Siegelgale's Chajet came up with an equation that summarizes branding: Brand Value = Brand Loyalty - Brand Investment. "That's true whether the Internet is there or not," he says. "The Internet doesn't change the fundamentals of branding, but it gives a greater set of tools to maximize brand value."

According to Chajet, tools, such as personalization, are terrific for enhancing brand loyalty, as are the Internet's interactivity and pervasiveness. Users can access it no matter where they are via such devices as handhelds and cell phones. If a customer representative can see you on a screen, for example, or if you can pull down your frequent flier miles on your Palm Pilot and order a flight, you get a richer brand experience, and the brand loyalty portion of the equation is enhanced. At the same time, the Internet brings the cost of brand investment down, thanks to efficient targeting, tracking and the higher response rates of e-mail marketing campaigns. As Internet tools enhance brand loyalty while bringing the cost of brand investment down, Chajet says, brand value necessarily increases.

A Four-step Plan

Primix found that even with the huge variety of Web sites on the Internet, users return to the same sites again and again. Why? Because, when faced with a multitude of choices, users seek out the familiar, those sites which are easy to use and relevant. Last year, Primix inaugurated an e-branding discipline with the goal of helping companies take their brands online and create sites users will choose to visit. Siegelgale and other professional services firms follow similar brand-building procedures and offer services to help create meaningful online branded experiences for customers.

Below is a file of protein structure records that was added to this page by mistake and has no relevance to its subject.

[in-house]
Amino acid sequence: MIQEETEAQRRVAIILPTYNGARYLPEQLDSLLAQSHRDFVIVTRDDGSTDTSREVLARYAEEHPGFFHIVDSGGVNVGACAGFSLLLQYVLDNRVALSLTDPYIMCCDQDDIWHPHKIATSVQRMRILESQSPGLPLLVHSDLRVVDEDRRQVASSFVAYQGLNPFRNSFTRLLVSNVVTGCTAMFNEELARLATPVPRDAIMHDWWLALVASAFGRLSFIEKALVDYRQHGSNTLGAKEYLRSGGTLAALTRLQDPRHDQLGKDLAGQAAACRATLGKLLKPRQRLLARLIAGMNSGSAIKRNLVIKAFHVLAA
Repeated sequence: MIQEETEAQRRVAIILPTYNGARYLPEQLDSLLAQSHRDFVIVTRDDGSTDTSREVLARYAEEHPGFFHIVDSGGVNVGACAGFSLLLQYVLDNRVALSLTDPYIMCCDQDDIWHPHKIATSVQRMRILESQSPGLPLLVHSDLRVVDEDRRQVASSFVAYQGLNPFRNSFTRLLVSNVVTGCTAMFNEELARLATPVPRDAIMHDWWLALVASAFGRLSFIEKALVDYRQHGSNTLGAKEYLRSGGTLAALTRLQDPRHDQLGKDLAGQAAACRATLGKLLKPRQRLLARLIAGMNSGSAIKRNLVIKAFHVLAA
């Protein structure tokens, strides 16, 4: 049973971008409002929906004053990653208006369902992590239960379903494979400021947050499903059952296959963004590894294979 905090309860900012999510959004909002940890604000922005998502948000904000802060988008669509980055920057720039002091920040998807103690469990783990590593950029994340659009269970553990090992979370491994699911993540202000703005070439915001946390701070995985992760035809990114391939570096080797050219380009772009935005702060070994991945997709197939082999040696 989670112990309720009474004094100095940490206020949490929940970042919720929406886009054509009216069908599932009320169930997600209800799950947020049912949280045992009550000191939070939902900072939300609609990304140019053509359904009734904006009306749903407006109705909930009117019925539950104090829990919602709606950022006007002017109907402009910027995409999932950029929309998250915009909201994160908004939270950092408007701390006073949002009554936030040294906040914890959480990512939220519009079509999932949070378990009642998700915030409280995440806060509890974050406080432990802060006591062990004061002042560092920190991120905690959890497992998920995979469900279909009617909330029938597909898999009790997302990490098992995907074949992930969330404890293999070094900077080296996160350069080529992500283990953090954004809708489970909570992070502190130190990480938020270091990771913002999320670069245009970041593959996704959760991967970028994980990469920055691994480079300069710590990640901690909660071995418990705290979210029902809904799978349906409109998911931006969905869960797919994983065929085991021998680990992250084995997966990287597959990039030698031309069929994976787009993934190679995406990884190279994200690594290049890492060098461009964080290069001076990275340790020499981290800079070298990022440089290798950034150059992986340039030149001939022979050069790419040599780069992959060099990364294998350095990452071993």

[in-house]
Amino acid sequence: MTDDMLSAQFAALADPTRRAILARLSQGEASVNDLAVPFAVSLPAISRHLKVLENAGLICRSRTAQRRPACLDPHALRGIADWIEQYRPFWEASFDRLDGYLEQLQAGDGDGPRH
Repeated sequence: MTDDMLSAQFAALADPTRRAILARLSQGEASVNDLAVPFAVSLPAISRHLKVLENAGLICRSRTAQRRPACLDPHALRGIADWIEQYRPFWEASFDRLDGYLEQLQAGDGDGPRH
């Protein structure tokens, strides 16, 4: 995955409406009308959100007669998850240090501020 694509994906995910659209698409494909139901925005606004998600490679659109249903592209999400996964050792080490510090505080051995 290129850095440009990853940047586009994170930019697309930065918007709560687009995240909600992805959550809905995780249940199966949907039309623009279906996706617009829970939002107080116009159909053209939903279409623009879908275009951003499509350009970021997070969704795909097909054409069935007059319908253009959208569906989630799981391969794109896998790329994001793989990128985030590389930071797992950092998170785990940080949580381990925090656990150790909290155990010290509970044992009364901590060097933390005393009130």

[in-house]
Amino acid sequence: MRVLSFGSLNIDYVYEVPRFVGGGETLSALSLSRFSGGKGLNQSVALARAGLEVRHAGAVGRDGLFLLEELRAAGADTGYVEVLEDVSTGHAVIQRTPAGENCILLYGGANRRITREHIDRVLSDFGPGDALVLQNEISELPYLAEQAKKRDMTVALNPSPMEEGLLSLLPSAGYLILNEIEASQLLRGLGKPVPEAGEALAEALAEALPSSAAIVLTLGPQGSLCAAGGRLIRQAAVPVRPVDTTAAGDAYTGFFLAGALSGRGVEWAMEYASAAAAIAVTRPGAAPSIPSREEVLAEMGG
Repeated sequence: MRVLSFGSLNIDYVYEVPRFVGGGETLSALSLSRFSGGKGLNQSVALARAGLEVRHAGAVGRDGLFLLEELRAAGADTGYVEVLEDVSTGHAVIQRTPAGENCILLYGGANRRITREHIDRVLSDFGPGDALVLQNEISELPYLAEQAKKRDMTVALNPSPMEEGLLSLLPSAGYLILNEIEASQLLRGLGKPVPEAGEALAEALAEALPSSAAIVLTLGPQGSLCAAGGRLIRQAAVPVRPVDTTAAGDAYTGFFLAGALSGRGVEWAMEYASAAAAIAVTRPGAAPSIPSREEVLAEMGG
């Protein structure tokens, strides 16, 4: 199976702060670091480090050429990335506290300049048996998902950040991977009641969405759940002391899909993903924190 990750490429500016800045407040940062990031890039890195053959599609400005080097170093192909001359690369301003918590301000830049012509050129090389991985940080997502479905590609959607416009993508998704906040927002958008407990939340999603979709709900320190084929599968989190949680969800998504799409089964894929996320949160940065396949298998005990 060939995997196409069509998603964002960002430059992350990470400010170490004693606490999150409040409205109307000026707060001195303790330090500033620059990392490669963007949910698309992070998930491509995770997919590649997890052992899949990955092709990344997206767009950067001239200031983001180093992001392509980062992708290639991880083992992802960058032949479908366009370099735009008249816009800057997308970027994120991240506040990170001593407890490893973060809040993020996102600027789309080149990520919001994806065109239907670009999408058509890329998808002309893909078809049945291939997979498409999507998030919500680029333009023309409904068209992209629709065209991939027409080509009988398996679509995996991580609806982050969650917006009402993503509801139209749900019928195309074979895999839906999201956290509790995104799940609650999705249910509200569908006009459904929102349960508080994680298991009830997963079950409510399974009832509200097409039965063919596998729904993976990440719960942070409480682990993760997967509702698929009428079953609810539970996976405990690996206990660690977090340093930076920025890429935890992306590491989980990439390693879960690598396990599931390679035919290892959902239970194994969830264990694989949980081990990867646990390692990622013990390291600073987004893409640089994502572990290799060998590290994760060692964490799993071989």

step 1: Brand DNA. The first step in creating a successful brand both online and offline, say experts, is understanding fundamental truths about how the company views its brand. "We're distilling the essence of the brand," Sargent says, "and getting down to its core values." A brand should be based on truth about the company, says Siegelgale's Webster.

At both Siegelgale and Primix, consultants interview employees at all levels of client companies. "With [oil company] Schlumberger, we flew to offshore oil rigs from Argentina to the South China Sea," Webster says. "With the Air Force, we visited air bases and asked service members why they joined." The consultants also audit company communications, including executive speeches and marketing pieces. "We're looking for two or more traits or characteristics of the brand. We want to know what it stands for," Sargent says.